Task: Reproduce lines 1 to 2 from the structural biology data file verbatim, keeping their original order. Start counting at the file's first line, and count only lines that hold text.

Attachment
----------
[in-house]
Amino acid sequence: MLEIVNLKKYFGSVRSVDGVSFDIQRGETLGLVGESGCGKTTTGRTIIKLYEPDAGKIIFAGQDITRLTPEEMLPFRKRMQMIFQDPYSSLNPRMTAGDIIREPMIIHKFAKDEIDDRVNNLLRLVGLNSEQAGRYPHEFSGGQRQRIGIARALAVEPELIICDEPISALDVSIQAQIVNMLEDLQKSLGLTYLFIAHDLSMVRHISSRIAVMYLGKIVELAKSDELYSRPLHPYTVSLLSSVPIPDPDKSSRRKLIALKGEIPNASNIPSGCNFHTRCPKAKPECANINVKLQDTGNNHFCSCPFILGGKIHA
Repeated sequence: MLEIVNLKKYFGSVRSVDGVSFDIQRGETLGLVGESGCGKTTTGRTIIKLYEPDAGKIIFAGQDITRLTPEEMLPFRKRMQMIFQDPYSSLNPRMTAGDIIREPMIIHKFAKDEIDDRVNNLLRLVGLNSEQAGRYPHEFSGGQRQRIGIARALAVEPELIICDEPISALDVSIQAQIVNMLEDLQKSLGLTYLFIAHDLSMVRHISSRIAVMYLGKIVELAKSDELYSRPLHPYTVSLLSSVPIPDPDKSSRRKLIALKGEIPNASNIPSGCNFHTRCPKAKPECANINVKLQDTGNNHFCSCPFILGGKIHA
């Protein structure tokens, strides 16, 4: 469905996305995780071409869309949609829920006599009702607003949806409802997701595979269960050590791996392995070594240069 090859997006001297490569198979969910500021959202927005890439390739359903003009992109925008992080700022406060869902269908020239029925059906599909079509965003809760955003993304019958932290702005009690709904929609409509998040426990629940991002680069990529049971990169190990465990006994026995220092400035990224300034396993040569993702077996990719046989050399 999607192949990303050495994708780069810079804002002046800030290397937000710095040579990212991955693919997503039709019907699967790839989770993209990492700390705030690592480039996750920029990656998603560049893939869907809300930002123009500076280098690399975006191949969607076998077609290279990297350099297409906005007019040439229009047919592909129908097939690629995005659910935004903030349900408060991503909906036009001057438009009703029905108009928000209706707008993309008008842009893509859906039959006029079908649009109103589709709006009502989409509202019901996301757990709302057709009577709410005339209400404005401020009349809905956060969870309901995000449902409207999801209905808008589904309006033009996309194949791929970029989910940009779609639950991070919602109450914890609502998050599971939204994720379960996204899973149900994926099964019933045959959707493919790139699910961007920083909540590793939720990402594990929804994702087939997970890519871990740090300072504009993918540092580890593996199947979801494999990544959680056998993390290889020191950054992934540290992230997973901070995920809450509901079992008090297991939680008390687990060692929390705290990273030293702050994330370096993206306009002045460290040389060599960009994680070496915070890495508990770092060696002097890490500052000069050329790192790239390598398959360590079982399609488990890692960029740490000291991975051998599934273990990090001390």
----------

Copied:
[in-house]
Amino acid sequence: MLEIVNLKKYFGSVRSVDGVSFDIQRGETLGLVGESGCGKTTTGRTIIKLYEPDAGKIIFAGQDITRLTPEEMLPFRKRMQMIFQDPYSSLNPRMTAGDIIREPMIIHKFAKDEIDDRVNNLLRLVGLNSEQAGRYPHEFSGGQRQRIGIARALAVEPELIICDEPISALDVSIQAQIVNMLEDLQKSLGLTYLFIAHDLSMVRHISSRIAVMYLGKIVELAKSDELYSRPLHPYTVSLLSSVPIPDPDKSSRRKLIALKGEIPNASNIPSGCNFHTRCPKAKPECANINVKLQDTGNNHFCSCPFILGGKIHA